CLOSE-UP: NEWSMAKER - Duff takes the strain during ITV's seismic overhaul

Duff regards the merger as a time to effect real change, Anne-Marie Crawford says.

Graham Duff is generally regarded as the safest pair of hands in town to do a very difficult job. That's what his former boss at Zenith Media, Christine Walker, reckons and you won't hear many dissenting on-the-record voices.

Let's ignore for the time being those naysayers who would contend that ITV is simply rearranging the deckchairs; those nigglers who suggest that it should have chosen an "outsider", should have sent a clearer message to the market that it was ready to become a real 21st-century brand.

Forget all that for now; Duff, Yorkshire-born but Essex-bred, is the people's choice.

Strictly speaking, his job - the managing director of ITV Sales -doesn't exist yet, so he is only a "designate". But God and the Office of Fair Trading willing, it is only a matter of days before Duff's contract is signed, his fate is sealed and he will be expected to deliver.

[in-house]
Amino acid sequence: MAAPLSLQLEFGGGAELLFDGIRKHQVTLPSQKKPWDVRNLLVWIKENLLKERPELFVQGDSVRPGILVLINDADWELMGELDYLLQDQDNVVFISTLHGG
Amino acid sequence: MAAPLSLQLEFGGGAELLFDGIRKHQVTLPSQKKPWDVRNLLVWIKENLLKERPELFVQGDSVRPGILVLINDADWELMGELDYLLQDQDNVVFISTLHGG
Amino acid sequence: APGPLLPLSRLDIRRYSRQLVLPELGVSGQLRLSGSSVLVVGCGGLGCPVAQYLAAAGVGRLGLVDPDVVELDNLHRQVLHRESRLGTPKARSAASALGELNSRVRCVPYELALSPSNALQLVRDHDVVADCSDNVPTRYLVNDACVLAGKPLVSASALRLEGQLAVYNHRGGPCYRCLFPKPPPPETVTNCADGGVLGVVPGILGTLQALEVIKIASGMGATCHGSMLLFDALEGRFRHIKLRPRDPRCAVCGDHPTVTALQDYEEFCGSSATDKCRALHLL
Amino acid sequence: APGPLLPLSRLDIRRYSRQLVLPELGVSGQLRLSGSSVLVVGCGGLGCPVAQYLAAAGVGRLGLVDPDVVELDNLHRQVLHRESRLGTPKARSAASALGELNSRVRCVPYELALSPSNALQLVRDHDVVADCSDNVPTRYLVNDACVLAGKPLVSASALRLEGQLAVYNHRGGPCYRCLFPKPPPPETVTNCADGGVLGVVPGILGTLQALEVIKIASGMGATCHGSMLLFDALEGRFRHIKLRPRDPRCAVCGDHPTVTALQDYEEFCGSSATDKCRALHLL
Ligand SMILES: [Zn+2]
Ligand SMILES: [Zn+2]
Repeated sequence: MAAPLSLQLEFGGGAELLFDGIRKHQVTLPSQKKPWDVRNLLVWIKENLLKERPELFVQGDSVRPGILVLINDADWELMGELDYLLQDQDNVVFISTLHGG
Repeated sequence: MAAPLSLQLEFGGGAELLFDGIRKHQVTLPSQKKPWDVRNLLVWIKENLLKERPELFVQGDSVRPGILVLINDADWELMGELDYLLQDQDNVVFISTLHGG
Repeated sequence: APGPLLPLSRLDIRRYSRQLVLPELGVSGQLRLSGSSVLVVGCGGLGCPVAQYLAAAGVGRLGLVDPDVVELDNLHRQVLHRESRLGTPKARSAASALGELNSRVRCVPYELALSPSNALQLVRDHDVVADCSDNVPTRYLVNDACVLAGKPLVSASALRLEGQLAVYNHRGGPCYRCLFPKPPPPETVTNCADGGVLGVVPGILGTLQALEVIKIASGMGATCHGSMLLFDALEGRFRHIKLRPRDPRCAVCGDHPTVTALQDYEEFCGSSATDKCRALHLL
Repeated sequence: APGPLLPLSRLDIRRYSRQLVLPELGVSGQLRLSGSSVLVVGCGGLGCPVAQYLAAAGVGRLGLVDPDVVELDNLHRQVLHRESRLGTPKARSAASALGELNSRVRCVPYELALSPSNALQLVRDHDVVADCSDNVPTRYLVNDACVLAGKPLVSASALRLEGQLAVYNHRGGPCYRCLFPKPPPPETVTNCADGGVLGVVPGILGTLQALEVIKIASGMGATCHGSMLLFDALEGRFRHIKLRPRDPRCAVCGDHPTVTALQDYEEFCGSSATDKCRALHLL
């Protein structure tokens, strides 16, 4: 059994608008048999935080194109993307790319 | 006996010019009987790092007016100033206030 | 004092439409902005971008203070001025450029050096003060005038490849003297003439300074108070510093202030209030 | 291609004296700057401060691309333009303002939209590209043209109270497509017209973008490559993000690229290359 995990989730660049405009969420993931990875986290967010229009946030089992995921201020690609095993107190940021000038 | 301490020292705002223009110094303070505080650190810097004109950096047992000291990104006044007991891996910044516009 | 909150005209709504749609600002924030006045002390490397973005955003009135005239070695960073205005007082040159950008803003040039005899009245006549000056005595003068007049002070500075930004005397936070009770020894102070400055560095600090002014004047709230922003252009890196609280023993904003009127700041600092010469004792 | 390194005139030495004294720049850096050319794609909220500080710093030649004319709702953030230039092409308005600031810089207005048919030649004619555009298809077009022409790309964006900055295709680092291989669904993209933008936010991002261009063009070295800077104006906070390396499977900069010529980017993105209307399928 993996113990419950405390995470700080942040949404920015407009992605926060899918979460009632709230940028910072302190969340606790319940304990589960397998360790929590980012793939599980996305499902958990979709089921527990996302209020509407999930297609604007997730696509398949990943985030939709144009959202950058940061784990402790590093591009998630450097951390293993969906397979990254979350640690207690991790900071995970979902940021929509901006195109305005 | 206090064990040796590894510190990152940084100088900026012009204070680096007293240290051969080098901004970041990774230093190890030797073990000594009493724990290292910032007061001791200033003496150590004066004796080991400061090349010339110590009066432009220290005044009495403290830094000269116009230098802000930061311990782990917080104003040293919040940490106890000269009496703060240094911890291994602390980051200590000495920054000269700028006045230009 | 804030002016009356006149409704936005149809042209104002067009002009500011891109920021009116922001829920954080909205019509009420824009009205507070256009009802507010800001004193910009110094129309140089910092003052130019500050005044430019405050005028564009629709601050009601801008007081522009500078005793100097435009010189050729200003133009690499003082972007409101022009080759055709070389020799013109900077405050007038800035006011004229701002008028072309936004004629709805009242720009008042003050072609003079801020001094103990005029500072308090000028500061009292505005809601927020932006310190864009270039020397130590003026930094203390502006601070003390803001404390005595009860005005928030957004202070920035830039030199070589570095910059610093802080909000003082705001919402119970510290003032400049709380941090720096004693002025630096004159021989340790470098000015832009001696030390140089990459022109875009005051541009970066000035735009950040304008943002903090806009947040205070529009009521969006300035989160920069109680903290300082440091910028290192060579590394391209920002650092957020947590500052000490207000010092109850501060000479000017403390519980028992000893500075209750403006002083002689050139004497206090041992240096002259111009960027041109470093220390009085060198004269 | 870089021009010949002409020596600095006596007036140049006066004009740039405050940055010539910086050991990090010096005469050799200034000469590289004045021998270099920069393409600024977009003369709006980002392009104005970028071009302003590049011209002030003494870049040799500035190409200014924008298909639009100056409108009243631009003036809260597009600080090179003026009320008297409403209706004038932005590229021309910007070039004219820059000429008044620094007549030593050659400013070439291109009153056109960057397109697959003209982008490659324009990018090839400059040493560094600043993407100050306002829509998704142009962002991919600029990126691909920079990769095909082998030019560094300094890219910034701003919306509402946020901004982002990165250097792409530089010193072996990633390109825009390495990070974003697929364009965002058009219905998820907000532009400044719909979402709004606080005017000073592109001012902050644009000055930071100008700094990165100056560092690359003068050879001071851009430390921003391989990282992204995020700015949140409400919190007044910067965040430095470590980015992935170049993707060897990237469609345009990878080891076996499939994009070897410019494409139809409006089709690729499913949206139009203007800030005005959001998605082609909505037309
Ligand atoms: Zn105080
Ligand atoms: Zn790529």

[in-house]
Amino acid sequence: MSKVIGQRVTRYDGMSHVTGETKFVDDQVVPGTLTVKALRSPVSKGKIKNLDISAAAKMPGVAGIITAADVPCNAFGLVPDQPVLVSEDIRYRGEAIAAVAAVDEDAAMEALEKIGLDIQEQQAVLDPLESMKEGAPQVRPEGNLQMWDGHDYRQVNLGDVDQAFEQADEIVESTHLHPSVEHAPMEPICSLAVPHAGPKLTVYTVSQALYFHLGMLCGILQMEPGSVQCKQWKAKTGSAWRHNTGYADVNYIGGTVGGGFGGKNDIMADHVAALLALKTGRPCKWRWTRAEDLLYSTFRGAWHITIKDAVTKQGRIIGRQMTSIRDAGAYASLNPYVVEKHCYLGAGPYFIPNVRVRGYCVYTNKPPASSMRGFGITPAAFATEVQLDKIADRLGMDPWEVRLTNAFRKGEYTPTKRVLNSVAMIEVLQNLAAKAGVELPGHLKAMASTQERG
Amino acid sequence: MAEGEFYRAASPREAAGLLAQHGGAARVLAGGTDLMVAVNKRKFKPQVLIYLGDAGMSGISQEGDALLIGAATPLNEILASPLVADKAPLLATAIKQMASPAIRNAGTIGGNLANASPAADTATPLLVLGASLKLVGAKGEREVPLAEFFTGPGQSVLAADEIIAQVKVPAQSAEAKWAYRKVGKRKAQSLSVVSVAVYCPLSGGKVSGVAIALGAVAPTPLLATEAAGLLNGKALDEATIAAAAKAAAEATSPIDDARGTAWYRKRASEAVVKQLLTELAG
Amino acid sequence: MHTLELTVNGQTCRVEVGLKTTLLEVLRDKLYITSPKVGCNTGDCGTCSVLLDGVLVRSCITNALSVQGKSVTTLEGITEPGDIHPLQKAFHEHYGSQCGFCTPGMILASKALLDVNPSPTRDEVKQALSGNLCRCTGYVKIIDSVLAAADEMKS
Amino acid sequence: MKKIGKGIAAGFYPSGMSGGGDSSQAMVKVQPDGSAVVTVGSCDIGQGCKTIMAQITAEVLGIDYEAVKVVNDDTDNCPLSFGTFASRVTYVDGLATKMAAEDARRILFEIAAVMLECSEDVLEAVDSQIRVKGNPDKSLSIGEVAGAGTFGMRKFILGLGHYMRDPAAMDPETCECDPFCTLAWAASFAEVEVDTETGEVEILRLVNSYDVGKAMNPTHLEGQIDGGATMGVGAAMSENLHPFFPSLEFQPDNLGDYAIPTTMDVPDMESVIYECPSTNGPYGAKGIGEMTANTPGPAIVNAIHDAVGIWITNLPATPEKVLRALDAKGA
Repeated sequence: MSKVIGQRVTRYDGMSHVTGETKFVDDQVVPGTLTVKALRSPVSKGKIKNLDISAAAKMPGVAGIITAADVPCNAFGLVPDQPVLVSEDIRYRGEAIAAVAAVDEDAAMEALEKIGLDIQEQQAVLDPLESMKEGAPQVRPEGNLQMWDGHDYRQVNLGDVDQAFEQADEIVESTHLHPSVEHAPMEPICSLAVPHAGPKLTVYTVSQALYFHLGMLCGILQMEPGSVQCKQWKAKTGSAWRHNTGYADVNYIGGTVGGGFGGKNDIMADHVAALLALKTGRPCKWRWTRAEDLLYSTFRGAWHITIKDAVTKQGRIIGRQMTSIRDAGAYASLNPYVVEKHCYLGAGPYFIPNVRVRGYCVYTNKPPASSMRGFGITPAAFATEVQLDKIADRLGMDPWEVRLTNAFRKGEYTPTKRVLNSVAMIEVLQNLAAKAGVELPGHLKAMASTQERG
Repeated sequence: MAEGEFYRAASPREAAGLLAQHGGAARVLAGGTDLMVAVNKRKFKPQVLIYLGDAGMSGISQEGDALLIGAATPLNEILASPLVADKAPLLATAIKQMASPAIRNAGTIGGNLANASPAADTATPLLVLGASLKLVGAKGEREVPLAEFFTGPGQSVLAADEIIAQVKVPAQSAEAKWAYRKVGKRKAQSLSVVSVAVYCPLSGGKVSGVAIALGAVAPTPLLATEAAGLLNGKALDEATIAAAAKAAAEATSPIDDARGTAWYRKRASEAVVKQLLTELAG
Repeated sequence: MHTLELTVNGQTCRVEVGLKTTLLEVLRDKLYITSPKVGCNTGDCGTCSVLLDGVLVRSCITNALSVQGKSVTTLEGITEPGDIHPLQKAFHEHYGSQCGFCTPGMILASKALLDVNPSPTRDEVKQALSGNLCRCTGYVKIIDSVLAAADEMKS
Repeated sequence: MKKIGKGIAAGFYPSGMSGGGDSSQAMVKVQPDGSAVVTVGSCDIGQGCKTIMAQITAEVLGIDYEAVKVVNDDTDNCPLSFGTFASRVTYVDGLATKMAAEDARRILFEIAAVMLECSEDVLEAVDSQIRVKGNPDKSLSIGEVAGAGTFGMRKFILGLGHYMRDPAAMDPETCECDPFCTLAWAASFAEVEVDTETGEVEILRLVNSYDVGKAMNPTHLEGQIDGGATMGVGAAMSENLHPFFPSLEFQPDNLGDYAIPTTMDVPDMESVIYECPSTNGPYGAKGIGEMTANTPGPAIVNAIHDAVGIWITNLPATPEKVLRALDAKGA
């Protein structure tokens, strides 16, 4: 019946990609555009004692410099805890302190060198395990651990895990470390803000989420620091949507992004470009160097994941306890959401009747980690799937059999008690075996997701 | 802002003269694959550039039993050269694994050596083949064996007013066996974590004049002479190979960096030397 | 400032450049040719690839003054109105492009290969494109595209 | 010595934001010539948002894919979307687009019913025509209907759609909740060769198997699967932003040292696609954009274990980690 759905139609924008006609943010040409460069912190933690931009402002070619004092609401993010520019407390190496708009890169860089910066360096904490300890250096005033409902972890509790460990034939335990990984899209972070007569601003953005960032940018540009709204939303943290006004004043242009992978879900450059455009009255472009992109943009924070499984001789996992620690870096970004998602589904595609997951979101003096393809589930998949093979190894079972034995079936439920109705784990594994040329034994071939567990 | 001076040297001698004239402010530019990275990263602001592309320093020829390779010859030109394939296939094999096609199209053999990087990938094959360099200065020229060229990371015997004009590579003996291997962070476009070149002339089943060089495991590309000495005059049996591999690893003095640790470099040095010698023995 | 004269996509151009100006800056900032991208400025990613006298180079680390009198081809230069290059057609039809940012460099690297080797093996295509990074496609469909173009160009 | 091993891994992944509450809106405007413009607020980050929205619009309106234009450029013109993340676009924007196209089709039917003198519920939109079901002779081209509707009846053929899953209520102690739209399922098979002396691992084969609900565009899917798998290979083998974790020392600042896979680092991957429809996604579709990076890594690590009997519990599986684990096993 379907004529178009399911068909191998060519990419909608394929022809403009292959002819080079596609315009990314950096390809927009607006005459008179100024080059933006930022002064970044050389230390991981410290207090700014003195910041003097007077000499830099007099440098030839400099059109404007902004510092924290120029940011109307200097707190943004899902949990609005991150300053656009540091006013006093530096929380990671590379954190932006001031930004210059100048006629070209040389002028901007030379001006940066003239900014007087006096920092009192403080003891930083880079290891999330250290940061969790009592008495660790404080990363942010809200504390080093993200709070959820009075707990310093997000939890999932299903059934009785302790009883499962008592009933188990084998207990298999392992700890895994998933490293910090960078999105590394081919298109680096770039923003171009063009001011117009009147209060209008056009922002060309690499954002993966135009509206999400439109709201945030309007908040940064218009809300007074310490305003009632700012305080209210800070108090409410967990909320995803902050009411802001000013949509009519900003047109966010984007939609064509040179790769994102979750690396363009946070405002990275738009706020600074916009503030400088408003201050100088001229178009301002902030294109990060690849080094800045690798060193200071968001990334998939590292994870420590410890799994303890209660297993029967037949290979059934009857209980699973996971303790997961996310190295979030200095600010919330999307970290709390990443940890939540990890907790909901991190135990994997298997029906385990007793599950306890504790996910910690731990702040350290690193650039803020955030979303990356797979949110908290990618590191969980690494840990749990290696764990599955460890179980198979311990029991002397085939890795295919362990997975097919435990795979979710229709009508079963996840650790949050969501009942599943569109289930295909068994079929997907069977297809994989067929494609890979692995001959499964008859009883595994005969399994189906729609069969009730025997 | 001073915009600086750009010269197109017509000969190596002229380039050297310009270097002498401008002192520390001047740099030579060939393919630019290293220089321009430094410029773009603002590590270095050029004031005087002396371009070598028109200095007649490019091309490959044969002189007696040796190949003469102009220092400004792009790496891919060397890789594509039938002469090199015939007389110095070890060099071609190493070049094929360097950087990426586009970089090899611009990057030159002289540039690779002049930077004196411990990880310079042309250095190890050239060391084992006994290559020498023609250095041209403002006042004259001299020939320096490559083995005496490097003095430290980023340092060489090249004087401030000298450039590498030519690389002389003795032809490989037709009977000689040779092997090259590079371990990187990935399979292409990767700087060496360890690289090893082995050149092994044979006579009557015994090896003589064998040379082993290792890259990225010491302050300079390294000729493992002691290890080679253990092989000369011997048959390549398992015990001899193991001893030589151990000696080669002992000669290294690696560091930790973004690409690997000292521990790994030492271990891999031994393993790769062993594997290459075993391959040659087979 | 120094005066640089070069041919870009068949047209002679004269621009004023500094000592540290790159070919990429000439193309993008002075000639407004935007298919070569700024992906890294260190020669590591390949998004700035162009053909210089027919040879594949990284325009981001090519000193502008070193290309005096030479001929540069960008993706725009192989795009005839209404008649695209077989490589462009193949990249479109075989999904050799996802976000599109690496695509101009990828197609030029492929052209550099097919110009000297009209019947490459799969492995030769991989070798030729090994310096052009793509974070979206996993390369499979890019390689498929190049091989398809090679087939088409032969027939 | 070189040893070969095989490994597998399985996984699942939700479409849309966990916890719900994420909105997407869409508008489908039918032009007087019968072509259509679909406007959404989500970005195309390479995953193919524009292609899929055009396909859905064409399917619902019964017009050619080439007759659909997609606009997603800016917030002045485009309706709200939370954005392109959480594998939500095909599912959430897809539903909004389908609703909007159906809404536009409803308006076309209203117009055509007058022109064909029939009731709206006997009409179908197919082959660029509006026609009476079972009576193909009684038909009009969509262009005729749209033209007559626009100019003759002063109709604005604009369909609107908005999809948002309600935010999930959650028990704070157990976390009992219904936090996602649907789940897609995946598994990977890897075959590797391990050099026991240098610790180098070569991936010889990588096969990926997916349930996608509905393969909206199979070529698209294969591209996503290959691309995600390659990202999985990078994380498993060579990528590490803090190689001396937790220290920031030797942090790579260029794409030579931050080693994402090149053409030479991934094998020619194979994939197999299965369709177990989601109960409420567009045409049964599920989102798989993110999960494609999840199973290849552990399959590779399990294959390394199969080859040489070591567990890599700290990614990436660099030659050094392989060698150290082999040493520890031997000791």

From a traffic clerk at Anglia TV in 1977, through the ranks of Zenith Media, fate has brought this pragmatic, unpretentious man to this portentous place in time. It is unshowy Duff and not the more flamboyant Carlton veteran Martin Bowley who has been chosen as the chief change-meister.

On 1 December, barring any unlikely 11th-hour intervention, ITV Sales will be spawned from the £4 billion union of Carlton and Granada. It will be a sales point like no other, commanding an unprecedented 52 per cent share of a £3.6 billion market. To many people, the move is not just anti-competitive and counter-intuitive, but a downright scandal.

As one agency director puts it: "It's beyond belief that this sales merger got the green light."

The unparalleled sales proposition sparked a lengthy competition inquiry and subsequent report by the OFT. But a fudge always looked likely. As Walker says: "It is amazing how many submissions went in to the Competition Commission and how little understanding came out. At every turn, it took ITV's position."